Non-Sufficient Funds Fee
A Non-Sufficient Funds Fee may be charged when a transaction is returned because you did not have enough money in your account to cover the transaction.
Atlantic Union Bank’s Online Banking and for Businesses, Business Online Banking, gives you access to your accounts through the internet using a desktop or laptop computer, tablet, or mobile device. Through Online Banking, you can,
- View your account balances and bank statements
- Set up email and text alerts
- Pay bills using Online Bill Pay
- Transfer money between your Atlantic Union Bank, and non-Atlantic Union Bank, accounts
Online Bill Pay
Online Bill Pay a service that is accessed through Online Banking and allows you to pay your bills electronically rather than pay bills in person or use checks. You can set up recurring payments to pay those bills that are the same amount and due the same date each month, such as a loan payment. You can also decide when your payment is sent and from which account.
An overdraft occurs when you do not have enough money in your account to cover a transaction and we pay the transaction anyway. You may be charged an Overdraft Fee when we pay an overdraft.
You may be charged an Overdraft Fee when we pay a transaction that causes your account balance to be overdrawn.
Atlantic Union Bank offers four options for Overdraft Services to authorize and pay transactions when your account does not have enough money. You make selections for these services based on your needs, and your selections tell the Bank what to do when you don’t have enough money in your account to cover your transactions. Learn more about our Overdraft Services.
For Businesses, learn more about Business Overdraft Services.
Your account is overdrawn when the balance in your account is below $0.00, or negative. For example, if your balance is -$10.00, your account balance is overdrawn by $10.00.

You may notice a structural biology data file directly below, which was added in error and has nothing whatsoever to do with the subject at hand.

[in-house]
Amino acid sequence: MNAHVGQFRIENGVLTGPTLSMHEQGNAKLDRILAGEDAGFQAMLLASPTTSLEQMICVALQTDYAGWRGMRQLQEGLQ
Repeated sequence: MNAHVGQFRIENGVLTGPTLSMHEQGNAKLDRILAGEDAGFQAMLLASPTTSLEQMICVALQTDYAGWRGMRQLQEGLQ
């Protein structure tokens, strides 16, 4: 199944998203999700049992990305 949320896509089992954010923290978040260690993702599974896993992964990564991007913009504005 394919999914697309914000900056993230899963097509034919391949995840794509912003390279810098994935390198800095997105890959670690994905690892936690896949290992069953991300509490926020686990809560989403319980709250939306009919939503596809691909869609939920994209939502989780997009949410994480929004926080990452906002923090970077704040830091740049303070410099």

Pending refers to a transaction or deposit that has not yet posted to your account. A pending deposit means that your deposit has been received by us but has not been processed. A pending transaction means that you made a transaction, such as a debit card purchase, that has not posted to your account and there may be a hold on your account until we receive the transaction. For example, if you make a purchase with your debit card, your account will show the transaction as pending until the merchant requests payment from your account. When the merchant sends us the final amount of the payment, it may be higher or lower than the amount that was pending. This sometimes occurs when you use your debit card at a restaurant and the final amount includes a tip you added.
Person-to-person transfers, also known as P2P transfers or payments, are transfers that you send to another person. Atlantic Union Bank uses Zelle® for P2P transfers. You can enroll for this service through Online Banking and Mobile Banking.
A deposit or transaction will post to your account when it has been credited to or debited from your account.
Posting Order is the order in which transactions (debits and credits) are applied to your account during the nightly posting process that happens at the end of each business day. Credits, like deposits, are added to your account balance, and debits, such as checks and ATM withdrawals, are subtracted from your account balance.
This is a transaction that has been previously authorized by the Bank and must be paid. Examples of pre-authorized debits include ATM withdrawals, debit card purchases, recurring debit card transactions, and checks cashed at the teller window.
A recurring transaction is a payment that you authorized to occur on a regular and automatic basis. Examples of recurring transactions are payments for gym memberships, TV or movie subscriptions, insurance payments, and utility bills. You can set up recurring transactions using your debit card (referred to as recurring debit card transactions) or by providing your account number to a merchant or biller (referred to as recurring ACH transactions).
A returned transaction, also called a returned item, is a transaction that was returned unpaid because the money in your account was insufficient to cover the transaction. When a transaction is returned, you may be charged a Non-Sufficient Funds Fee.
A withdrawal is the removal of money from your account.